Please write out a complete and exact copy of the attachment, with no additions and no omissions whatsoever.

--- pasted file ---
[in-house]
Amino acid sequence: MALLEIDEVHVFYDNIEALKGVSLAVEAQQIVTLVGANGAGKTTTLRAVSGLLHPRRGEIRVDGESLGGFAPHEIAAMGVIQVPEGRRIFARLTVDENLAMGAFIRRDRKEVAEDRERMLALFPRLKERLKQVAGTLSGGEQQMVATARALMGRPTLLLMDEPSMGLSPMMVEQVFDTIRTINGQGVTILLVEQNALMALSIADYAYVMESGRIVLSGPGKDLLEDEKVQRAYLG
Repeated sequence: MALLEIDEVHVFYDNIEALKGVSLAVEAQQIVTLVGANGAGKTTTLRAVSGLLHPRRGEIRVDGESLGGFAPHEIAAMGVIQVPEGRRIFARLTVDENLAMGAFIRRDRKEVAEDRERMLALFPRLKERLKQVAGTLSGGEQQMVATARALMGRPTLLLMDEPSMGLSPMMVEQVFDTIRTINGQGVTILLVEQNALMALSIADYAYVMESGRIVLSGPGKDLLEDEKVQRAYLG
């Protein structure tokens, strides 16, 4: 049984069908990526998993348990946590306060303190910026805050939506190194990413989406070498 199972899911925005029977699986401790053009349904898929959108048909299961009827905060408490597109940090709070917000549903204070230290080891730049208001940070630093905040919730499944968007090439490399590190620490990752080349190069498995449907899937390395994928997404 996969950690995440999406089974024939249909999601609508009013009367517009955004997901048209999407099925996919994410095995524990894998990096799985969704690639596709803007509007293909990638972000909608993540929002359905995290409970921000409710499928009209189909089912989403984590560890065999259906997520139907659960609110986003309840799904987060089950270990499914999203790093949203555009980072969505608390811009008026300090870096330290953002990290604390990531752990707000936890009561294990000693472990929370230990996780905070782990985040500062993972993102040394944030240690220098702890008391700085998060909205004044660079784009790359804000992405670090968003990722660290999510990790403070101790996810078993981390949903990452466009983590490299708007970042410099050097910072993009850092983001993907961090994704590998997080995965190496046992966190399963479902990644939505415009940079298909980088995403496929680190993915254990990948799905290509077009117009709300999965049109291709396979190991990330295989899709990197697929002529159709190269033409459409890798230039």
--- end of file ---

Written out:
[in-house]
Amino acid sequence: MALLEIDEVHVFYDNIEALKGVSLAVEAQQIVTLVGANGAGKTTTLRAVSGLLHPRRGEIRVDGESLGGFAPHEIAAMGVIQVPEGRRIFARLTVDENLAMGAFIRRDRKEVAEDRERMLALFPRLKERLKQVAGTLSGGEQQMVATARALMGRPTLLLMDEPSMGLSPMMVEQVFDTIRTINGQGVTILLVEQNALMALSIADYAYVMESGRIVLSGPGKDLLEDEKVQRAYLG
Repeated sequence: MALLEIDEVHVFYDNIEALKGVSLAVEAQQIVTLVGANGAGKTTTLRAVSGLLHPRRGEIRVDGESLGGFAPHEIAAMGVIQVPEGRRIFARLTVDENLAMGAFIRRDRKEVAEDRERMLALFPRLKERLKQVAGTLSGGEQQMVATARALMGRPTLLLMDEPSMGLSPMMVEQVFDTIRTINGQGVTILLVEQNALMALSIADYAYVMESGRIVLSGPGKDLLEDEKVQRAYLG
């Protein structure tokens, strides 16, 4: 049984069908990526998993348990946590306060303190910026805050939506190194990413989406070498 199972899911925005029977699986401790053009349904898929959108048909299961009827905060408490597109940090709070917000549903204070230290080891730049208001940070630093905040919730499944968007090439490399590190620490990752080349190069498995449907899937390395994928997404 996969950690995440999406089974024939249909999601609508009013009367517009955004997901048209999407099925996919994410095995524990894998990096799985969704690639596709803007509007293909990638972000909608993540929002359905995290409970921000409710499928009209189909089912989403984590560890065999259906997520139907659960609110986003309840799904987060089950270990499914999203790093949203555009980072969505608390811009008026300090870096330290953002990290604390990531752990707000936890009561294990000693472990929370230990996780905070782990985040500062993972993102040394944030240690220098702890008391700085998060909205004044660079784009790359804000992405670090968003990722660290999510990790403070101790996810078993981390949903990452466009983590490299708007970042410099050097910072993009850092983001993907961090994704590998997080995965190496046992966190399963479902990644939505415009940079298909980088995403496929680190993915254990990948799905290509077009117009709300999965049109291709396979190991990330295989899709990197697929002529159709190269033409459409890798230039």